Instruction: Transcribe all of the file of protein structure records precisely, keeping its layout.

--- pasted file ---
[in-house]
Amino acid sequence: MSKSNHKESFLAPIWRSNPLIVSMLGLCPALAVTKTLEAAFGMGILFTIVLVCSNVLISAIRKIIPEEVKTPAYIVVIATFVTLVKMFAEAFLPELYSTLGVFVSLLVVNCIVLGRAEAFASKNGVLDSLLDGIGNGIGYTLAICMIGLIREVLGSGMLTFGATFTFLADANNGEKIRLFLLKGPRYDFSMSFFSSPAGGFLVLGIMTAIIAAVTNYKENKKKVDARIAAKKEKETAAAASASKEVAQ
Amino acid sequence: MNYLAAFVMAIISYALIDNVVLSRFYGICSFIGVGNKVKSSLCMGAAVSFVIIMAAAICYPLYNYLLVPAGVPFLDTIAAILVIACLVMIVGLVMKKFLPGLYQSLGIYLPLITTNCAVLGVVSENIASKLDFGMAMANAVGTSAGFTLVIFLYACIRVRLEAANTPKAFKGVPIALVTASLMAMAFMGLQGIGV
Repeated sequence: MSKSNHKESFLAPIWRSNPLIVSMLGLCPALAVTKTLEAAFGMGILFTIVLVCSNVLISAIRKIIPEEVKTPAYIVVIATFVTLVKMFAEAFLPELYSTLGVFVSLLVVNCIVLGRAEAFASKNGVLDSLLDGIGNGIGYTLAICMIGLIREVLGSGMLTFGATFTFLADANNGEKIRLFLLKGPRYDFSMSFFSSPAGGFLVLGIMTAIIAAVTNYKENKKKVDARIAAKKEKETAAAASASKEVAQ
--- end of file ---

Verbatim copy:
[in-house]
Amino acid sequence: MSKSNHKESFLAPIWRSNPLIVSMLGLCPALAVTKTLEAAFGMGILFTIVLVCSNVLISAIRKIIPEEVKTPAYIVVIATFVTLVKMFAEAFLPELYSTLGVFVSLLVVNCIVLGRAEAFASKNGVLDSLLDGIGNGIGYTLAICMIGLIREVLGSGMLTFGATFTFLADANNGEKIRLFLLKGPRYDFSMSFFSSPAGGFLVLGIMTAIIAAVTNYKENKKKVDARIAAKKEKETAAAASASKEVAQ
Amino acid sequence: MNYLAAFVMAIISYALIDNVVLSRFYGICSFIGVGNKVKSSLCMGAAVSFVIIMAAAICYPLYNYLLVPAGVPFLDTIAAILVIACLVMIVGLVMKKFLPGLYQSLGIYLPLITTNCAVLGVVSENIASKLDFGMAMANAVGTSAGFTLVIFLYACIRVRLEAANTPKAFKGVPIALVTASLMAMAFMGLQGIGV
Repeated sequence: MSKSNHKESFLAPIWRSNPLIVSMLGLCPALAVTKTLEAAFGMGILFTIVLVCSNVLISAIRKIIPEEVKTPAYIVVIATFVTLVKMFAEAFLPELYSTLGVFVSLLVVNCIVLGRAEAFASKNGVLDSLLDGIGNGIGYTLAICMIGLIREVLGSGMLTFGATFTFLADANNGEKIRLFLLKGPRYDFSMSFFSSPAGGFLVLGIMTAIIAAVTNYKENKKKVDARIAAKKEKETAAAASASKEVAQ